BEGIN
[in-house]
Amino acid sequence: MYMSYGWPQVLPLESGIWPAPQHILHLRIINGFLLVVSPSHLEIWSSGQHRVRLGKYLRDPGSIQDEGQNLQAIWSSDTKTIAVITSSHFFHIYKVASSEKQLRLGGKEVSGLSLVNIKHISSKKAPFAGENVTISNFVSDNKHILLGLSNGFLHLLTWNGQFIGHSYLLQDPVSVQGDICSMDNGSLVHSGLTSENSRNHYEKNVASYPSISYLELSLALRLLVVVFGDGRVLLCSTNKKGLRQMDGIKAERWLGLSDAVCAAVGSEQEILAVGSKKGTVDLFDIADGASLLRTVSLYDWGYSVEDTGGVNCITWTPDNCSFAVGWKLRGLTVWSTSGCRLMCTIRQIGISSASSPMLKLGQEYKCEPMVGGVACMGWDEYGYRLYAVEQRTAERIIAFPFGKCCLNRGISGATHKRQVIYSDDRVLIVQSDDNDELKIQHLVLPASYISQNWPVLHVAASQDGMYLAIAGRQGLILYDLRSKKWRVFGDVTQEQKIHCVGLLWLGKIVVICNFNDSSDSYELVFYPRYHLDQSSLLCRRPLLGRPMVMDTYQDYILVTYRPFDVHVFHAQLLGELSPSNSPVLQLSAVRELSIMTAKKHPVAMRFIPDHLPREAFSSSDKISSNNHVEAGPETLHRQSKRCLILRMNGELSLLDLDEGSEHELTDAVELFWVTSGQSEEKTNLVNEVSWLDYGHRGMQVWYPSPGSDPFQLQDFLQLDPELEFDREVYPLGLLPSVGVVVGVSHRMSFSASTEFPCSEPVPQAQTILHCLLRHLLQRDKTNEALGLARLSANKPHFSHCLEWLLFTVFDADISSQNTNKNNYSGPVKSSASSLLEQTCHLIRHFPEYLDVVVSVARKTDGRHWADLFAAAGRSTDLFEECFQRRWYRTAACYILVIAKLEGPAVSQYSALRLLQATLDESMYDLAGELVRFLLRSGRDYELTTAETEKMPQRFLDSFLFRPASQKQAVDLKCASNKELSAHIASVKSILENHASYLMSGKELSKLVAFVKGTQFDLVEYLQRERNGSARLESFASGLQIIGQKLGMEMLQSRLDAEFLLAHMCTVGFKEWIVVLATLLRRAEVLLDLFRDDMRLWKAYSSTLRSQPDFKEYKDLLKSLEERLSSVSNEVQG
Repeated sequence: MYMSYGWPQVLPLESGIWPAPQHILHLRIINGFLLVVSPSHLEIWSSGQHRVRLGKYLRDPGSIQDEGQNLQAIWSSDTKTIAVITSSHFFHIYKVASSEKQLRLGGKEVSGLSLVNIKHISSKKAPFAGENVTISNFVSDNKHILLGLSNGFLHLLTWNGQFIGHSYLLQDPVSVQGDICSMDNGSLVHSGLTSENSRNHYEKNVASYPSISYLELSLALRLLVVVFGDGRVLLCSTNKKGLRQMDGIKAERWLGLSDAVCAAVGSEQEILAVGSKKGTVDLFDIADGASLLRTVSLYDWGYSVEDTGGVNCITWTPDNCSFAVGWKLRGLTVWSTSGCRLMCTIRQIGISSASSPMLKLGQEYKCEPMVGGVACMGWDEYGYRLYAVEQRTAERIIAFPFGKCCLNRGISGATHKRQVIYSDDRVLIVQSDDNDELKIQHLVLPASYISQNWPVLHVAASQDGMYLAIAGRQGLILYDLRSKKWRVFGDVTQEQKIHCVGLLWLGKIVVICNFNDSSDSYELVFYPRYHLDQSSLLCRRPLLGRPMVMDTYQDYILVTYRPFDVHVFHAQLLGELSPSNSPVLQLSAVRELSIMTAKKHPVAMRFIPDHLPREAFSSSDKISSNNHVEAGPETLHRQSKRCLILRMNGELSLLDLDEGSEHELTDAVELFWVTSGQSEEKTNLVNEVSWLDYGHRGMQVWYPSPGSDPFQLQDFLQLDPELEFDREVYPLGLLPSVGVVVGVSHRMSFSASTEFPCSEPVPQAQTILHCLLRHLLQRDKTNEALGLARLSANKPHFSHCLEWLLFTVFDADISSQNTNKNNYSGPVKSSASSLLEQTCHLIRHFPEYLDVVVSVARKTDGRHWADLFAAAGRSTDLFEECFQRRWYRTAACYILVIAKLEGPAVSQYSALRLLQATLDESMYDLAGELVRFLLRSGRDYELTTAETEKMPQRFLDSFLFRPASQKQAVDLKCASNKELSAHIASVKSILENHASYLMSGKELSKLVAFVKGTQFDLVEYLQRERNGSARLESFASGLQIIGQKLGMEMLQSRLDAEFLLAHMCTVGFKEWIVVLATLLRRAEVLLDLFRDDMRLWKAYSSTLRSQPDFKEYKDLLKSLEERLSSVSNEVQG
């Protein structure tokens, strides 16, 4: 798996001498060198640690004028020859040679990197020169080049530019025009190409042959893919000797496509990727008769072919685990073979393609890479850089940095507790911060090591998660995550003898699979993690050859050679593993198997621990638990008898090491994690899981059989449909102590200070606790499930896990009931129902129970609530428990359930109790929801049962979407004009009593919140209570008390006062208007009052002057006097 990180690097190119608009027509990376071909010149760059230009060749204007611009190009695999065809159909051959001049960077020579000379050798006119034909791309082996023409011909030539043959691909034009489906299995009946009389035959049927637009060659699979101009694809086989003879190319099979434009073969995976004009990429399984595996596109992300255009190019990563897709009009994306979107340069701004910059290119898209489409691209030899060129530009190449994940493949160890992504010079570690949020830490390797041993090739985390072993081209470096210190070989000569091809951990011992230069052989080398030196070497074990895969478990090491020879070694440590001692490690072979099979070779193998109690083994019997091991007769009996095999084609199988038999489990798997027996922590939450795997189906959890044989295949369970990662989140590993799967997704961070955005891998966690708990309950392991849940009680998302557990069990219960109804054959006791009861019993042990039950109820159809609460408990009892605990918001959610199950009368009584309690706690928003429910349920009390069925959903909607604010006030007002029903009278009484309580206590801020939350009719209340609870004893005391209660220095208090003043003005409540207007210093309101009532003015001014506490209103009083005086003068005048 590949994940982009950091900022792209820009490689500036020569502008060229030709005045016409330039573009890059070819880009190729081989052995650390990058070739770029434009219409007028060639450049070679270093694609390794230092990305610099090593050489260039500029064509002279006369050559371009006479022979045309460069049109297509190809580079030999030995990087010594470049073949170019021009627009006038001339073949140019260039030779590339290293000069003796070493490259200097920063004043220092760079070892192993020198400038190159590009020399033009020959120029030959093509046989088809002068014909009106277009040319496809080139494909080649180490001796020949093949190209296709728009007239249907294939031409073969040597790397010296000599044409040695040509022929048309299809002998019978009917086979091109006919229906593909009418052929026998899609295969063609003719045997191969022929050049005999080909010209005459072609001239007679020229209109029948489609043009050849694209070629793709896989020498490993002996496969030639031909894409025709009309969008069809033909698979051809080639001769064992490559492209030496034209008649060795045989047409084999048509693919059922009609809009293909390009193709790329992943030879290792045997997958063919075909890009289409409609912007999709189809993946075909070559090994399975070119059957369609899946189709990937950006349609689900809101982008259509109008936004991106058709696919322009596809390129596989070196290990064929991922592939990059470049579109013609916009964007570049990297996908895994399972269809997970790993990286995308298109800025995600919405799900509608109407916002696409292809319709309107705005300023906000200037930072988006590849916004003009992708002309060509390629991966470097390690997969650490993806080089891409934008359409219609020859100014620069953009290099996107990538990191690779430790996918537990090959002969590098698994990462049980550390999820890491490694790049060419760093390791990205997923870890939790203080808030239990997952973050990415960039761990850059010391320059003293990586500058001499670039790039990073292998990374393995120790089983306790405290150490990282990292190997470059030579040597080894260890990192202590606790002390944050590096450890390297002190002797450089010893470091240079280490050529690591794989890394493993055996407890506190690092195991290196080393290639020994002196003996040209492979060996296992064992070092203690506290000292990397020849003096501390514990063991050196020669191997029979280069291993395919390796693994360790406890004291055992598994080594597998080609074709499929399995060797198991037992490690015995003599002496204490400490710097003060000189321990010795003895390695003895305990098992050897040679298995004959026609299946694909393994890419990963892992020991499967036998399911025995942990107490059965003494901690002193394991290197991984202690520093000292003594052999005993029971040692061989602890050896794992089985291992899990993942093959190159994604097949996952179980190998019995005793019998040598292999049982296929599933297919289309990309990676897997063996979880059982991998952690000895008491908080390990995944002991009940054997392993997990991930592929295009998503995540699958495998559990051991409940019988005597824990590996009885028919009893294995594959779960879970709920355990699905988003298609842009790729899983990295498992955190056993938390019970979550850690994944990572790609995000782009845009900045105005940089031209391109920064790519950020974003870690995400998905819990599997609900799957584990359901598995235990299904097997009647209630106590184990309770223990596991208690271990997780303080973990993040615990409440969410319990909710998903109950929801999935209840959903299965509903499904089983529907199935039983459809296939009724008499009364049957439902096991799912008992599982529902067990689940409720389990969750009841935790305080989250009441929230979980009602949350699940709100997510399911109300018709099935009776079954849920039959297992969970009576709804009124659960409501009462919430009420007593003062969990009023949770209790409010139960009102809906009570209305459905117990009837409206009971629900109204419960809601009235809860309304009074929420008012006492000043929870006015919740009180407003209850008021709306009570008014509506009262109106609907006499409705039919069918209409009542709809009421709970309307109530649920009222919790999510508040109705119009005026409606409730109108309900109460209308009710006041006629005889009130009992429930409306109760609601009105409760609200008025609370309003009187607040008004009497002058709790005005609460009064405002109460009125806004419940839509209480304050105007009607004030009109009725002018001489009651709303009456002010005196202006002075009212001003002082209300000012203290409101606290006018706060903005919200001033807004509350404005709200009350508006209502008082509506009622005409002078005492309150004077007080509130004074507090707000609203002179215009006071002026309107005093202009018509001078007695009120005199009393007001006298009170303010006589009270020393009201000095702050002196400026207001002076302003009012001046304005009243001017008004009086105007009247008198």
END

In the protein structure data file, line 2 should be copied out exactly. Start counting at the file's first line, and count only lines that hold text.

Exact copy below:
Amino acid sequence: MYMSYGWPQVLPLESGIWPAPQHILHLRIINGFLLVVSPSHLEIWSSGQHRVRLGKYLRDPGSIQDEGQNLQAIWSSDTKTIAVITSSHFFHIYKVASSEKQLRLGGKEVSGLSLVNIKHISSKKAPFAGENVTISNFVSDNKHILLGLSNGFLHLLTWNGQFIGHSYLLQDPVSVQGDICSMDNGSLVHSGLTSENSRNHYEKNVASYPSISYLELSLALRLLVVVFGDGRVLLCSTNKKGLRQMDGIKAERWLGLSDAVCAAVGSEQEILAVGSKKGTVDLFDIADGASLLRTVSLYDWGYSVEDTGGVNCITWTPDNCSFAVGWKLRGLTVWSTSGCRLMCTIRQIGISSASSPMLKLGQEYKCEPMVGGVACMGWDEYGYRLYAVEQRTAERIIAFPFGKCCLNRGISGATHKRQVIYSDDRVLIVQSDDNDELKIQHLVLPASYISQNWPVLHVAASQDGMYLAIAGRQGLILYDLRSKKWRVFGDVTQEQKIHCVGLLWLGKIVVICNFNDSSDSYELVFYPRYHLDQSSLLCRRPLLGRPMVMDTYQDYILVTYRPFDVHVFHAQLLGELSPSNSPVLQLSAVRELSIMTAKKHPVAMRFIPDHLPREAFSSSDKISSNNHVEAGPETLHRQSKRCLILRMNGELSLLDLDEGSEHELTDAVELFWVTSGQSEEKTNLVNEVSWLDYGHRGMQVWYPSPGSDPFQLQDFLQLDPELEFDREVYPLGLLPSVGVVVGVSHRMSFSASTEFPCSEPVPQAQTILHCLLRHLLQRDKTNEALGLARLSANKPHFSHCLEWLLFTVFDADISSQNTNKNNYSGPVKSSASSLLEQTCHLIRHFPEYLDVVVSVARKTDGRHWADLFAAAGRSTDLFEECFQRRWYRTAACYILVIAKLEGPAVSQYSALRLLQATLDESMYDLAGELVRFLLRSGRDYELTTAETEKMPQRFLDSFLFRPASQKQAVDLKCASNKELSAHIASVKSILENHASYLMSGKELSKLVAFVKGTQFDLVEYLQRERNGSARLESFASGLQIIGQKLGMEMLQSRLDAEFLLAHMCTVGFKEWIVVLATLLRRAEVLLDLFRDDMRLWKAYSSTLRSQPDFKEYKDLLKSLEERLSSVSNEVQG